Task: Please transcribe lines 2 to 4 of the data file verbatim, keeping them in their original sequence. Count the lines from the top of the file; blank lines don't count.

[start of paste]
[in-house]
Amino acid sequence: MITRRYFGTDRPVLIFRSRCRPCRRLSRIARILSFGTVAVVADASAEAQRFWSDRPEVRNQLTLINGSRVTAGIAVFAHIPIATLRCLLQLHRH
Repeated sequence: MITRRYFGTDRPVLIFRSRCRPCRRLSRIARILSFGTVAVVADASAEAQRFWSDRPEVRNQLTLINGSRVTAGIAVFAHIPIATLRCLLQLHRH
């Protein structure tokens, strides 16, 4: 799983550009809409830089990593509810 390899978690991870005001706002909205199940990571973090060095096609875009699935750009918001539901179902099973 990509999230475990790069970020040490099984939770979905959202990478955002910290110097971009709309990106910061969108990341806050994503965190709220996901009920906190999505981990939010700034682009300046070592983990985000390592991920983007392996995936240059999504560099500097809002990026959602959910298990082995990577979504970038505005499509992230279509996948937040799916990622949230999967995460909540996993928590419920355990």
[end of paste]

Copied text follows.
Amino acid sequence: MITRRYFGTDRPVLIFRSRCRPCRRLSRIARILSFGTVAVVADASAEAQRFWSDRPEVRNQLTLINGSRVTAGIAVFAHIPIATLRCLLQLHRH
Repeated sequence: MITRRYFGTDRPVLIFRSRCRPCRRLSRIARILSFGTVAVVADASAEAQRFWSDRPEVRNQLTLINGSRVTAGIAVFAHIPIATLRCLLQLHRH
């Protein structure tokens, strides 16, 4: 799983550009809409830089990593509810 390899978690991870005001706002909205199940990571973090060095096609875009699935750009918001539901179902099973 990509999230475990790069970020040490099984939770979905959202990478955002910290110097971009709309990106910061969108990341806050994503965190709220996901009920906190999505981990939010700034682009300046070592983990985000390592991920983007392996995936240059999504560099500097809002990026959602959910298990082995990577979504970038505005499509992230279509996948937040799916990622949230999967995460909540996993928590419920355990």